On the evening of July 4, a woman went to the end of her dock to watch a fireworks display on the lake where her house was located. The woman’s husband remained inside the house. The fireworks display was sponsored by the lake homeowners association, which had contracted with a fireworks company to plan and manage all aspects of the fireworks display.
The fireworks display was set off from a barge in the middle of the lake. During the finale, a mortar flew out horizontally instead of ascending into the sky. The mortar struck the woman’s dock. She was hit by flaming debris and severely injured. When the woman’s husband saw what had happened from inside the house, he rushed to help her. In his hurry, he tripped on a rug and fell down a flight of stairs, sustaining a serious fracture.
All the fireworks company employees are state-certified fireworks technicians, and the company followed all governmental fireworks regulations. It is not known why the mortar misfired.
The woman and her husband sued the homeowners association and the fireworks company to recover damages for their injuries under theories of strict liability and negligence. At trial, they established all of the above facts. They also established the following:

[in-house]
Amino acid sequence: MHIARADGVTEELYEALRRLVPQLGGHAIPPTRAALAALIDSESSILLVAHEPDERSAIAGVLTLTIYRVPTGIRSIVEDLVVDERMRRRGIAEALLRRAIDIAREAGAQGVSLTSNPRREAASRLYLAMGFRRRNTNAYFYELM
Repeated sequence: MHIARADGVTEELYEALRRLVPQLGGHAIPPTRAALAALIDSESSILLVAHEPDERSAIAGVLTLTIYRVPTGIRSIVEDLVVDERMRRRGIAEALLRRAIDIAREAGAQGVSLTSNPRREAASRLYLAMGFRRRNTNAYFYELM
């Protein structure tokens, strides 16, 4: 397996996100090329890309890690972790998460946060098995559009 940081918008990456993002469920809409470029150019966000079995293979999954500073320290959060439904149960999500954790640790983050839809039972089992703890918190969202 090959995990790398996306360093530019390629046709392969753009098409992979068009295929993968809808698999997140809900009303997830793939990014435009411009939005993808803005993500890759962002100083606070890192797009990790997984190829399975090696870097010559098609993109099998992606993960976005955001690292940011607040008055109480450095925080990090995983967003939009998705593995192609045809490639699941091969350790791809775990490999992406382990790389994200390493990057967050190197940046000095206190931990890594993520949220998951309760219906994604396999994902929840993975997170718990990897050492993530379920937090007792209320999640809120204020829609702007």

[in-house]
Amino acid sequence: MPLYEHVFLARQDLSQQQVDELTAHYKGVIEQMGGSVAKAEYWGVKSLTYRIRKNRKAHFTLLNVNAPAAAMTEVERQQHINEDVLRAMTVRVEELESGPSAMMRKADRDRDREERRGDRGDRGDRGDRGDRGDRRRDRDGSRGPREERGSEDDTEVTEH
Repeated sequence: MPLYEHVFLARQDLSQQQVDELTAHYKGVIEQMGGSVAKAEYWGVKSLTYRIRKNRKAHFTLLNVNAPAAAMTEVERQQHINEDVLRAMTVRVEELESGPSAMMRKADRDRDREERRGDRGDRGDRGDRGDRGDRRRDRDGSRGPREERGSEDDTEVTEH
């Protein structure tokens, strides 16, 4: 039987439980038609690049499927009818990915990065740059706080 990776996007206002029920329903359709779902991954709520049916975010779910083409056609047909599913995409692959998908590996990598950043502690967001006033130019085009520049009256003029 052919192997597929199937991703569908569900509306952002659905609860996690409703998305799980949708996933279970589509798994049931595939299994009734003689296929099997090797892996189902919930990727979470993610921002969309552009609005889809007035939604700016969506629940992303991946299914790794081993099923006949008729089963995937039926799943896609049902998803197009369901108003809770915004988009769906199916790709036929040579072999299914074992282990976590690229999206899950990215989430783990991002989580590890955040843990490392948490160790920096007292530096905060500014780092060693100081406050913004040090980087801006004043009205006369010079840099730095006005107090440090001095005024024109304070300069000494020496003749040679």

1) Nationally, accidents involving fireworks cause about 9,000 injuries and 5 deaths each year. About 15% of these accidents are caused by mortars misfiring in the course of professional fireworks displays, and some of these accidents occur despite compliance with governmental fireworks regulations.
2) Even with careful use by experts, fireworks mortars can still misfire.
3) Although a state statute requires a “safety zone” of 500 feet from the launching site of fireworks when those fireworks are launched on land, the statute does not refer to fireworks launched on water. Neither the homeowners association nor the fireworks company established such a zone.
4) The average fireworks-to-shore distance for this display was 1,000 feet. The woman’s dock is 450 feet from the location of the fireworks barge; at only three other points on the lake is there land or a dock within 500 feet of the fireworks barge location.
After the conclusion of the plaintiffs’ case, both the homeowners association and the fireworks company moved for a directed verdict on the basis that the facts established by the evidence did not support a verdict for the plaintiffs.
The trial judge granted the motion, based on these findings:
- Fireworks displays are not an abnormally dangerous activity and thus are not subject to strict liability.
- Based on the evidence submitted, a reasonable jury could not conclude that the conduct of the fireworks company was negligent.
- The misfiring mortar was not the proximate cause of the husband’s injuries.
- The homeowners association cannot be held liable for the fireworks company’s acts or omissions.
- As to each of the judge’s four findings, was the judge correct? Explain.